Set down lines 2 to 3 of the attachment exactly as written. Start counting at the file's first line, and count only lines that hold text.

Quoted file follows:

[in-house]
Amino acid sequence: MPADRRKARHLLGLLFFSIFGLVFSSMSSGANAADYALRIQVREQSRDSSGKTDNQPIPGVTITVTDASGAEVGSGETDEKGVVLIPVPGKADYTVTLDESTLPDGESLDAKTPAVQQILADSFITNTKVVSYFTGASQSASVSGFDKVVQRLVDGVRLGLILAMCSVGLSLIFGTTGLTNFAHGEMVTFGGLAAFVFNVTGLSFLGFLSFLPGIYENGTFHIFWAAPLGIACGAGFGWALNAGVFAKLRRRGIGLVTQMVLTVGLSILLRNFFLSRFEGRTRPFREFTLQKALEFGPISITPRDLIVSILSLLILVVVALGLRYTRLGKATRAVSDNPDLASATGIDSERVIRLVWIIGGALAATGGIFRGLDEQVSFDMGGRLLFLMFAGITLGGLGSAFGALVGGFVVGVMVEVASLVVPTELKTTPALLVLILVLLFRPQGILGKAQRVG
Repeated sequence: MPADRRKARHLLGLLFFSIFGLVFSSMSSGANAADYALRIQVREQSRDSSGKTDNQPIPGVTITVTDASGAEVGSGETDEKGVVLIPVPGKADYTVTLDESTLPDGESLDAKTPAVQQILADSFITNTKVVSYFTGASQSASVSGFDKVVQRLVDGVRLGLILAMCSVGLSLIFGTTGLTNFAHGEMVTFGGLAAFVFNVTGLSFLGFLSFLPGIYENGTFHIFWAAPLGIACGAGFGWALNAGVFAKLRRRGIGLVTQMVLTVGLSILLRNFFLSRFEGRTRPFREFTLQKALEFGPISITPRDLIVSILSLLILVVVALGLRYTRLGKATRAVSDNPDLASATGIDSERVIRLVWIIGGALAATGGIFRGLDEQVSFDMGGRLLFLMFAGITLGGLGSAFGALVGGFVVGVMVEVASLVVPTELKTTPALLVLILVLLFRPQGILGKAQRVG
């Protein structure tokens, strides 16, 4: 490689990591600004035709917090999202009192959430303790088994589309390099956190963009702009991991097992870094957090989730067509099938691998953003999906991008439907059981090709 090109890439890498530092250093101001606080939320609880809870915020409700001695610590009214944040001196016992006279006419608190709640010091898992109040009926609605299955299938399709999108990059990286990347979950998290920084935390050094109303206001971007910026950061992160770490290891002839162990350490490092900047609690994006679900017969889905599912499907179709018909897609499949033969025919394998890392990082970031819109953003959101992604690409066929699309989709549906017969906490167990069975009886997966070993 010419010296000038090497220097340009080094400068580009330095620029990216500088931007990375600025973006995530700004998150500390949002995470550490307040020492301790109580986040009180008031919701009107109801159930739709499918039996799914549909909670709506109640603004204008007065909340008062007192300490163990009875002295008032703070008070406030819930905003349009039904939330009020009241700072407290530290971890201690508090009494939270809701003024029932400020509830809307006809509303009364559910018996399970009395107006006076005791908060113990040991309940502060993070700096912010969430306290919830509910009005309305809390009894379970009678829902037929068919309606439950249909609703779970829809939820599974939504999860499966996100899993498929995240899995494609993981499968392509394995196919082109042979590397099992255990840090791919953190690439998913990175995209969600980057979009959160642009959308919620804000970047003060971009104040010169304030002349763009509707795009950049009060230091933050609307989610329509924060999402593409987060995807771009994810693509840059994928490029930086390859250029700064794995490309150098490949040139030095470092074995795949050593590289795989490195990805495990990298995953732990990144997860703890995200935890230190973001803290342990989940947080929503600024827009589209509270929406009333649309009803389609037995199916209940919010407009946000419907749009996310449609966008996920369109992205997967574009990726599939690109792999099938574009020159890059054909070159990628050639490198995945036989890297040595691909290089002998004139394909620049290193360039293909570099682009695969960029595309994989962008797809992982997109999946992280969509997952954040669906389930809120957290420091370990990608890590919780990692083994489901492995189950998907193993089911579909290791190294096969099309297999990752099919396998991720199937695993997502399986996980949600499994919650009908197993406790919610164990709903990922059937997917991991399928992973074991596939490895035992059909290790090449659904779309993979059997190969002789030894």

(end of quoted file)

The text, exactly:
Amino acid sequence: MPADRRKARHLLGLLFFSIFGLVFSSMSSGANAADYALRIQVREQSRDSSGKTDNQPIPGVTITVTDASGAEVGSGETDEKGVVLIPVPGKADYTVTLDESTLPDGESLDAKTPAVQQILADSFITNTKVVSYFTGASQSASVSGFDKVVQRLVDGVRLGLILAMCSVGLSLIFGTTGLTNFAHGEMVTFGGLAAFVFNVTGLSFLGFLSFLPGIYENGTFHIFWAAPLGIACGAGFGWALNAGVFAKLRRRGIGLVTQMVLTVGLSILLRNFFLSRFEGRTRPFREFTLQKALEFGPISITPRDLIVSILSLLILVVVALGLRYTRLGKATRAVSDNPDLASATGIDSERVIRLVWIIGGALAATGGIFRGLDEQVSFDMGGRLLFLMFAGITLGGLGSAFGALVGGFVVGVMVEVASLVVPTELKTTPALLVLILVLLFRPQGILGKAQRVG
Repeated sequence: MPADRRKARHLLGLLFFSIFGLVFSSMSSGANAADYALRIQVREQSRDSSGKTDNQPIPGVTITVTDASGAEVGSGETDEKGVVLIPVPGKADYTVTLDESTLPDGESLDAKTPAVQQILADSFITNTKVVSYFTGASQSASVSGFDKVVQRLVDGVRLGLILAMCSVGLSLIFGTTGLTNFAHGEMVTFGGLAAFVFNVTGLSFLGFLSFLPGIYENGTFHIFWAAPLGIACGAGFGWALNAGVFAKLRRRGIGLVTQMVLTVGLSILLRNFFLSRFEGRTRPFREFTLQKALEFGPISITPRDLIVSILSLLILVVVALGLRYTRLGKATRAVSDNPDLASATGIDSERVIRLVWIIGGALAATGGIFRGLDEQVSFDMGGRLLFLMFAGITLGGLGSAFGALVGGFVVGVMVEVASLVVPTELKTTPALLVLILVLLFRPQGILGKAQRVG